Deep Breath, the first episode featuring new Doctor, Peter Capaldi, aired in cinemas and worldwide simulcast over the weekend, and Whovians everywhere breathed a sigh of relief.
From the hilarious opening sequence in which displaced Sontaran warrior Strax, now odd-job to 19th century Silurian investigator extraordinaire Madame Vastra, presented a vlog of his reflections on the characters of the previous Doctors (unfortunately a sequence that was only seen in cinemas in Australia – but undoubtedly it will come to an internet broadcasting service near you soon enough), to the mournful bellowings of an enormous lost T-Rex over the smoky haze of Victorian London, the revamped title sequence with its H G Wellsian classic time travel motifs of turning cogs and spiraling Roman numerals, the steam punkish clockwork robots re-making themselves with human parts, to the surreal end sequence as Michelle Gomez’s character Missy (Missy – Mistress – perhaps a female regeneration of The Master) danced around the Garden of the Promised Land like some demented Mary Poppins, the 13th Doctor’s first episode was a thrill a minute ride like a classic cinema matinee, peril, mystery, adventure, confoundment and surprise after surprise.
The Doctor, despite being an alien has always very decidedly expressed the air of the British eccentric. Part Robin Hood, part Richard Francis Burton, part Sherlock Holmes, and since David Tennant’s 10th Doctor part Peter Pan. Peter Capaldi, shows some of the Doctor’s 2000 years, in his distinguished neat grey hair and characterful face, combining waifishness and eccentricity, adding to it something very Scottish, something mysterious, even sinister, an element of Jekyll and Hyde?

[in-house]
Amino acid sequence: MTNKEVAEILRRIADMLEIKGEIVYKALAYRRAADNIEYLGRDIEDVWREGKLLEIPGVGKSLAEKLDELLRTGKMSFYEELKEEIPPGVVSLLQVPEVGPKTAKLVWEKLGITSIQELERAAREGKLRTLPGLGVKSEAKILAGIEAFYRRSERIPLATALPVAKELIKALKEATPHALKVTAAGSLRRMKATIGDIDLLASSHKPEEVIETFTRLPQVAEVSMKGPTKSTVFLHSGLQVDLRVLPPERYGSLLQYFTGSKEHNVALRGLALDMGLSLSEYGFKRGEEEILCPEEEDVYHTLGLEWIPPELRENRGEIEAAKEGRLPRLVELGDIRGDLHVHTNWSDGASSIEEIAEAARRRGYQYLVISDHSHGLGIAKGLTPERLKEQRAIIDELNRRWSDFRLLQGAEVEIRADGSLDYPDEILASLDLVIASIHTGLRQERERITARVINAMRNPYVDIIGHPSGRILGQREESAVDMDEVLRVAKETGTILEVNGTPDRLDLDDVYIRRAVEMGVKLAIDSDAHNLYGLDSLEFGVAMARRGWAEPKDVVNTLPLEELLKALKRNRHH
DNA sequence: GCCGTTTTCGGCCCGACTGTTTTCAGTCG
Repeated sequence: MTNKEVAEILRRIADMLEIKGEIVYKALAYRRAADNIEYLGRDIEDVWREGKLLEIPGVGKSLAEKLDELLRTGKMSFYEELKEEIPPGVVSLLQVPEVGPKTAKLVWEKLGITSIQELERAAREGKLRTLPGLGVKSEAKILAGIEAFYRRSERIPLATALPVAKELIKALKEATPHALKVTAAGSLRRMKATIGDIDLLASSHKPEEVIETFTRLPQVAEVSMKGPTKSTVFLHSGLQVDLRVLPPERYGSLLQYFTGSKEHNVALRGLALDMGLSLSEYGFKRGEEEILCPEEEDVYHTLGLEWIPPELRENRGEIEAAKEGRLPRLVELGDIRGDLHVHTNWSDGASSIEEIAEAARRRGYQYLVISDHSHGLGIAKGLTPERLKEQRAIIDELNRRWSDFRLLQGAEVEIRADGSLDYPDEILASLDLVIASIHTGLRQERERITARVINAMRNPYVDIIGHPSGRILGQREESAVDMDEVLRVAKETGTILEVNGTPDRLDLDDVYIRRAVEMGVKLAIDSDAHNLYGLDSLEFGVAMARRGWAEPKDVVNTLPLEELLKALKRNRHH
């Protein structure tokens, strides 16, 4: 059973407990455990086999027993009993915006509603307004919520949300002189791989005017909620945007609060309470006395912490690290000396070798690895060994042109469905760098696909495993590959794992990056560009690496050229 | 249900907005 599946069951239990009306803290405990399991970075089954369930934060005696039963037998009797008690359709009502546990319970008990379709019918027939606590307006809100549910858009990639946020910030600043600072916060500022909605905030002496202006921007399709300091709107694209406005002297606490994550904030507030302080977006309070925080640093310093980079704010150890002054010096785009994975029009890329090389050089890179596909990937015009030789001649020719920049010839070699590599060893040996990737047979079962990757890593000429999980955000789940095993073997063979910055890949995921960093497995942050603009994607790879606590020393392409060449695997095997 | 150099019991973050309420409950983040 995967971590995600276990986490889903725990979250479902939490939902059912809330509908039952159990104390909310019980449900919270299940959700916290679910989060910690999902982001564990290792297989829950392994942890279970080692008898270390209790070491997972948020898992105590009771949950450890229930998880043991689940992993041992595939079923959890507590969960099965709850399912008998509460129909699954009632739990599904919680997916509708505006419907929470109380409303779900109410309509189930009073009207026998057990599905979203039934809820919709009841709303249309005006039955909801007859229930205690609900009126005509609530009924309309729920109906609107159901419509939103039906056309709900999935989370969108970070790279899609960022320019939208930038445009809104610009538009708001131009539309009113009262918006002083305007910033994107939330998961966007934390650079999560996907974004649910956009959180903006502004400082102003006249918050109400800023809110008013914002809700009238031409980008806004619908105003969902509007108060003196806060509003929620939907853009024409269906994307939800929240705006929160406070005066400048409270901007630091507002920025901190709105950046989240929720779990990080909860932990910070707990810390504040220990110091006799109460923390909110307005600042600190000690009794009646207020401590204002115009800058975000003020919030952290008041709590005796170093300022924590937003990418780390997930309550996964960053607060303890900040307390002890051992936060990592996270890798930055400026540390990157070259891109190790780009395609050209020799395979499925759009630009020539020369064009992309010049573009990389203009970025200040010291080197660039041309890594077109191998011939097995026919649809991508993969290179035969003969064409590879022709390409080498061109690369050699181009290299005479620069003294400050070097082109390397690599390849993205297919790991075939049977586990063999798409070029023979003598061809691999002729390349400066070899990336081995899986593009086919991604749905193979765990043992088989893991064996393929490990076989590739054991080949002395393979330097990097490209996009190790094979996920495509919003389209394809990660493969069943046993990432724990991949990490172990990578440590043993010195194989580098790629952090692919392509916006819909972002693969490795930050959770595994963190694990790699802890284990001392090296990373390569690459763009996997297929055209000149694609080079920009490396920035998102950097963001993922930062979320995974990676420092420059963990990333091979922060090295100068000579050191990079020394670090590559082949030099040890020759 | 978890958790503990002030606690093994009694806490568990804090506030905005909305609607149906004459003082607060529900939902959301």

The only strained note, other than the high-pitched tone of the reworked theme song, was perhaps Clara Oswald’s uncertain reaction to the new Doctor. Given that as the 11th Doctor’s companion she spent most of that time sassing him, and that she travelled with both the 10th, the 11th and the inescapably gnarled War Doctor without ever a frown crossing her very cute brow, it seemed a little out of character. It did lead to some quite beautiful dramatic moments as Madame Vastra and Clara wrangled over her inability to accept the new Doctor’s face. The producers obviously felt the need to convince the legions of Matt Smith devotees, mostly 12 to 50 year old fan girls I suspect, that a grey haired, gruff Scottish Doctor was still the same Doctor. I think, as usual, they are underestimating the audience, however, a cosmic phone call from the previous incarnation to the uncertain Clara about the new resolved all doubts.
Peter Capaldi is the Doctor. In his slim dark suit and deep red satin lined three-quarter length Crombie coat, speaking perhaps of an Edwardian masculinity with a hint of stylish 1960s dandy, combining eccentricity, waifishness, rogue determination with a little dark aggression, a fusion of so many elements that have gone before with something quite new, he is perhaps the most quintessential (or in this case tridecessential – with the essence of thirteen) Doctor Who yet.